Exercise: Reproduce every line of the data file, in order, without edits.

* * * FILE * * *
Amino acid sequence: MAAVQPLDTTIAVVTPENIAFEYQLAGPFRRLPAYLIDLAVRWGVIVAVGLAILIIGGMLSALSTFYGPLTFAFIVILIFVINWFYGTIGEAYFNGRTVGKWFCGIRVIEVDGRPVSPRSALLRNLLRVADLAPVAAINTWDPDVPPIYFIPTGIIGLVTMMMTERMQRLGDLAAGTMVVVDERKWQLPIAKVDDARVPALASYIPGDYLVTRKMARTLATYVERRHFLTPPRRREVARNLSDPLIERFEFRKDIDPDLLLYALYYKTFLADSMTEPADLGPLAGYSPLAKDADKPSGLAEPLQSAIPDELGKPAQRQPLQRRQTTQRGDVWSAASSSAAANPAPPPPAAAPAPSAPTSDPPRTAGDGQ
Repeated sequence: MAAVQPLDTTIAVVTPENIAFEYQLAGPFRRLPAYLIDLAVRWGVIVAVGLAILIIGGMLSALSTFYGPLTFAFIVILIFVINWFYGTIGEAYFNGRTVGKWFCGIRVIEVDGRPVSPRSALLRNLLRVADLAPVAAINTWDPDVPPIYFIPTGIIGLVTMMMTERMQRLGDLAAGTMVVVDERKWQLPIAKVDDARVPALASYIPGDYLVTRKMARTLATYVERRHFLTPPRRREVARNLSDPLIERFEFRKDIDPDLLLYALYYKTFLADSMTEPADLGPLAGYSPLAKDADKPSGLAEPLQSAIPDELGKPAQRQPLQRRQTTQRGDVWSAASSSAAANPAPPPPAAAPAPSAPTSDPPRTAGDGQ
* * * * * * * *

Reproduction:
Amino acid sequence: MAAVQPLDTTIAVVTPENIAFEYQLAGPFRRLPAYLIDLAVRWGVIVAVGLAILIIGGMLSALSTFYGPLTFAFIVILIFVINWFYGTIGEAYFNGRTVGKWFCGIRVIEVDGRPVSPRSALLRNLLRVADLAPVAAINTWDPDVPPIYFIPTGIIGLVTMMMTERMQRLGDLAAGTMVVVDERKWQLPIAKVDDARVPALASYIPGDYLVTRKMARTLATYVERRHFLTPPRRREVARNLSDPLIERFEFRKDIDPDLLLYALYYKTFLADSMTEPADLGPLAGYSPLAKDADKPSGLAEPLQSAIPDELGKPAQRQPLQRRQTTQRGDVWSAASSSAAANPAPPPPAAAPAPSAPTSDPPRTAGDGQ
Repeated sequence: MAAVQPLDTTIAVVTPENIAFEYQLAGPFRRLPAYLIDLAVRWGVIVAVGLAILIIGGMLSALSTFYGPLTFAFIVILIFVINWFYGTIGEAYFNGRTVGKWFCGIRVIEVDGRPVSPRSALLRNLLRVADLAPVAAINTWDPDVPPIYFIPTGIIGLVTMMMTERMQRLGDLAAGTMVVVDERKWQLPIAKVDDARVPALASYIPGDYLVTRKMARTLATYVERRHFLTPPRRREVARNLSDPLIERFEFRKDIDPDLLLYALYYKTFLADSMTEPADLGPLAGYSPLAKDADKPSGLAEPLQSAIPDELGKPAQRQPLQRRQTTQRGDVWSAASSSAAANPAPPPPAAAPAPSAPTSDPPRTAGDGQ